|Prepositions are variably included. They may be omitted, added, or distributed differently than SAE depending on context.||Get out the car./Get out of the car.|
|Allows for double comparatives- more or most plus the morpheme -er or -est in the same sentence.||That flower is the most prettiest./That flower is the prettiest.|
|“An” is substituted with “a” before nouns, regardless of vowel context.||I want a apple./ I want an apple.|
|Possessive ‘s is not required when possession is already indicated, OR possessive ‘s may be added to possessive pronouns.||That John ball./ That is John’s ball.|
|“Be” is used to indicate a habitual, ongoing action. “Be” may be inflected.||I see she be biking (everyday)./I see her biking everyday.|
As highschoolers, some of whom had been receiving speech therapy and special education for most of their school years, my students were disgruntled to say the least. They were over coming to speech therapy, and sometimes could be downright rude. I couldn’t blame them. The way I connected best with them, was by being honest and explaining the process to them. We talked about the differences between dialects, I let them openly share how/if their speech and language prevented them from talking with their peers, teachers, or family. We shifted their goals to help them feel more confident with communicating their thoughts and feelings, taking the focus off of “grammaticality” and speech sounds attributed to dialectal differences. And for many, I told them I was there to help them finally “graduate” from speech therapy. It became my mission to educate the students, teachers, and parents on “difference vs disorder,” and to get some of these students off of the speech caseload. It helped my students have greater buy-in, and it definitely changed their respect and willingness to talk with me. It took a lot of work, but I got many of them re-evaluated and dismissed from speech therapy. That was my proudest accomplishment of that school year.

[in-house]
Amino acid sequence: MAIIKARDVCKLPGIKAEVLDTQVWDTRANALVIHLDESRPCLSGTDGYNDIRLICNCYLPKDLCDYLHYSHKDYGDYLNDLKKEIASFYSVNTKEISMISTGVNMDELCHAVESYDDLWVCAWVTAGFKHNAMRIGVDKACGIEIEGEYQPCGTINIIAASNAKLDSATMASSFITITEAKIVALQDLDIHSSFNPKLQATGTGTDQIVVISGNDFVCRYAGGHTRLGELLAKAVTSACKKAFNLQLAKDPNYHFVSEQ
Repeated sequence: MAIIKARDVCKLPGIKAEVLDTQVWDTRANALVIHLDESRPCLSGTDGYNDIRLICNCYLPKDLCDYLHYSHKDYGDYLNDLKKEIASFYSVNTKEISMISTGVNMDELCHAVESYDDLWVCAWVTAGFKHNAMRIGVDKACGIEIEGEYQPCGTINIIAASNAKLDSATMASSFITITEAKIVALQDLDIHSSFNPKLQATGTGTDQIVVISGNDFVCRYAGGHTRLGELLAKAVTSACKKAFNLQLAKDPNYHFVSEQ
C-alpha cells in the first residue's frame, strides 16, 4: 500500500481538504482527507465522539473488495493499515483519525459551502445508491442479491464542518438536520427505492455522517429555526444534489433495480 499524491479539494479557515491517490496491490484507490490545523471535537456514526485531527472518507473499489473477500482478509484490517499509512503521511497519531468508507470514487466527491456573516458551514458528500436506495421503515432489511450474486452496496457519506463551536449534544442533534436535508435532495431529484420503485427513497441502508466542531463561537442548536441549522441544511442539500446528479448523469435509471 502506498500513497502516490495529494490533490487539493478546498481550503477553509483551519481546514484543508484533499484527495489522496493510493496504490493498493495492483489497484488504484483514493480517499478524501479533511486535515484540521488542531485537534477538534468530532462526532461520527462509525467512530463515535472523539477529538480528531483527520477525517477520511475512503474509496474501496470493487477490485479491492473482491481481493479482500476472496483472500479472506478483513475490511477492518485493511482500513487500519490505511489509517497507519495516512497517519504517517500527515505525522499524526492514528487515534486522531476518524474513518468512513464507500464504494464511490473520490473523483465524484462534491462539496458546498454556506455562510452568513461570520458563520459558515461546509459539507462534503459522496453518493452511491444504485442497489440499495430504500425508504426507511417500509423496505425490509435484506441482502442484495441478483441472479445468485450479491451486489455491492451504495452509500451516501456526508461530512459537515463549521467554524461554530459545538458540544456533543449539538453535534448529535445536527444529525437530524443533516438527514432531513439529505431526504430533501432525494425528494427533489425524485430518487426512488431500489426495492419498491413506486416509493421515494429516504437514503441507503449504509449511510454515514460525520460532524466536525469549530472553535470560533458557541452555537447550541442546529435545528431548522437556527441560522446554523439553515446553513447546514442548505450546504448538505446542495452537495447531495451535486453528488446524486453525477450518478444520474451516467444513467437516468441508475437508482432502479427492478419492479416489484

The last point I want to leave you with is this:
Dialect is so nuanced. Parental/caregiver interview is such a crucial step before delving into an evaluation and making important diagnostic decisions that can last the span of an individual’s life. We must know where our students come from, what the language or dialect of that region is, and pay close attention to the parents’ use of language and dialectal features.
This is just the tip of the iceberg. Please, let my experience encourage you to take a look at your caseload with a different lens.
Alyson Hendry of Speech and Movement in Louisville, Kentucky, writes about African American English Dialect in Speech Language Therapy and her experiences serving Black students in the schools. Alyson worked at Bilinguistics for 6 years, leading our school services division until 2015 when she set off on an adventure as a traveling therapist. We continue to collaborate with her on many fronts.